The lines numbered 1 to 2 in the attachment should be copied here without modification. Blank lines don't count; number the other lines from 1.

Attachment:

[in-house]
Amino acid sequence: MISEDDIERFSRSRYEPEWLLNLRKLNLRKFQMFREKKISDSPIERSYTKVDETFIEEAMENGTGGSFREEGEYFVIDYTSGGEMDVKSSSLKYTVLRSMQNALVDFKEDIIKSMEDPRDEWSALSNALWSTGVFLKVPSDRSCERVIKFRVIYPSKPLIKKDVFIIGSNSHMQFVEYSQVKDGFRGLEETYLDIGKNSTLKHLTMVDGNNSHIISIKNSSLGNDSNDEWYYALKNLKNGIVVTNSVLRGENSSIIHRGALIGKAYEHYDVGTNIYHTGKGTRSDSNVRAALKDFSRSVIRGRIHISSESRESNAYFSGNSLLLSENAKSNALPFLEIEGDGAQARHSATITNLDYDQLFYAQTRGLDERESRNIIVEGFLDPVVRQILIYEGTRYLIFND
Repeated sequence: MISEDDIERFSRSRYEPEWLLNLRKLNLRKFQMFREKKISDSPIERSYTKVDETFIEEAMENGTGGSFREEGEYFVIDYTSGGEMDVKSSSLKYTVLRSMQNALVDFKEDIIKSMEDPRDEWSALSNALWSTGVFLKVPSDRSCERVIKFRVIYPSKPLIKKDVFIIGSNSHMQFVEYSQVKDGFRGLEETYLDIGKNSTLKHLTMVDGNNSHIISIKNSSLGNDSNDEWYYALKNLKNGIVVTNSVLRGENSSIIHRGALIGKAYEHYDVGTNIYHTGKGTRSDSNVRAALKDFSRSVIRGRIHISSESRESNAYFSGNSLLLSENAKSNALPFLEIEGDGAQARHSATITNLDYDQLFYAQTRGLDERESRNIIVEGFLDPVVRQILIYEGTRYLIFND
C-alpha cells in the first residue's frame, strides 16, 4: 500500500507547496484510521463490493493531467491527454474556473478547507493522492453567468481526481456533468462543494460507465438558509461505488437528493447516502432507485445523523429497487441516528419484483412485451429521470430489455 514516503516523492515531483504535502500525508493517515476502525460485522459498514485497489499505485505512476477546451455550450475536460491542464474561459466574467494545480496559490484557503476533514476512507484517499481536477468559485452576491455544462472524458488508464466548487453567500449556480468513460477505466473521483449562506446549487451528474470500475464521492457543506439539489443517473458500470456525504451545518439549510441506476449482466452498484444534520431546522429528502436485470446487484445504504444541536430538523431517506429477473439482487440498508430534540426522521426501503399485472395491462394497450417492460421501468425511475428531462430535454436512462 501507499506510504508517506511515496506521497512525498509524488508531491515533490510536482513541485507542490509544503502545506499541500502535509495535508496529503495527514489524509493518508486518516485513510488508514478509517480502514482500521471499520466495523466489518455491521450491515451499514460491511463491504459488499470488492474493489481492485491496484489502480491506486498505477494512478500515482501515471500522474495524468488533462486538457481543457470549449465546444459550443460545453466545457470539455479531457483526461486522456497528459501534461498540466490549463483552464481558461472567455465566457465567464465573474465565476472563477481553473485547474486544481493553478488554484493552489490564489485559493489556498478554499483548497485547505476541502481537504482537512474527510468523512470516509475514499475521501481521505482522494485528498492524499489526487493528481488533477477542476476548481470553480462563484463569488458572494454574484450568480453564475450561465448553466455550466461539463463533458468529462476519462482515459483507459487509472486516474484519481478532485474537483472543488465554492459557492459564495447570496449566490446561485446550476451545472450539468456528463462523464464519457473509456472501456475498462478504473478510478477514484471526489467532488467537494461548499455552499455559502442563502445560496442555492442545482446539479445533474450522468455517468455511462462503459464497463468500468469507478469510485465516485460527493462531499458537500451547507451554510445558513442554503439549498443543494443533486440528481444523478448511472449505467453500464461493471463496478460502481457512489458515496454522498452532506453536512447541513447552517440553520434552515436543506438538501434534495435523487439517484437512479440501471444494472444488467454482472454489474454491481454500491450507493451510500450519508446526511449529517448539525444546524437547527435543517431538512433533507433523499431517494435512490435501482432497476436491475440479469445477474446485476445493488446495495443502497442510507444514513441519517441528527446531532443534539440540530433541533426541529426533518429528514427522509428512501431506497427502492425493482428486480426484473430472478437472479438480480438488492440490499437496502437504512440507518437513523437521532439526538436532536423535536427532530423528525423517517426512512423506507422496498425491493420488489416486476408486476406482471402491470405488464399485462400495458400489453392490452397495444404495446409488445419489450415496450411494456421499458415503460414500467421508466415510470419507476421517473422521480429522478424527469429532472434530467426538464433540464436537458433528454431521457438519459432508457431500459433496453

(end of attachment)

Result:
[in-house]
Amino acid sequence: MISEDDIERFSRSRYEPEWLLNLRKLNLRKFQMFREKKISDSPIERSYTKVDETFIEEAMENGTGGSFREEGEYFVIDYTSGGEMDVKSSSLKYTVLRSMQNALVDFKEDIIKSMEDPRDEWSALSNALWSTGVFLKVPSDRSCERVIKFRVIYPSKPLIKKDVFIIGSNSHMQFVEYSQVKDGFRGLEETYLDIGKNSTLKHLTMVDGNNSHIISIKNSSLGNDSNDEWYYALKNLKNGIVVTNSVLRGENSSIIHRGALIGKAYEHYDVGTNIYHTGKGTRSDSNVRAALKDFSRSVIRGRIHISSESRESNAYFSGNSLLLSENAKSNALPFLEIEGDGAQARHSATITNLDYDQLFYAQTRGLDERESRNIIVEGFLDPVVRQILIYEGTRYLIFND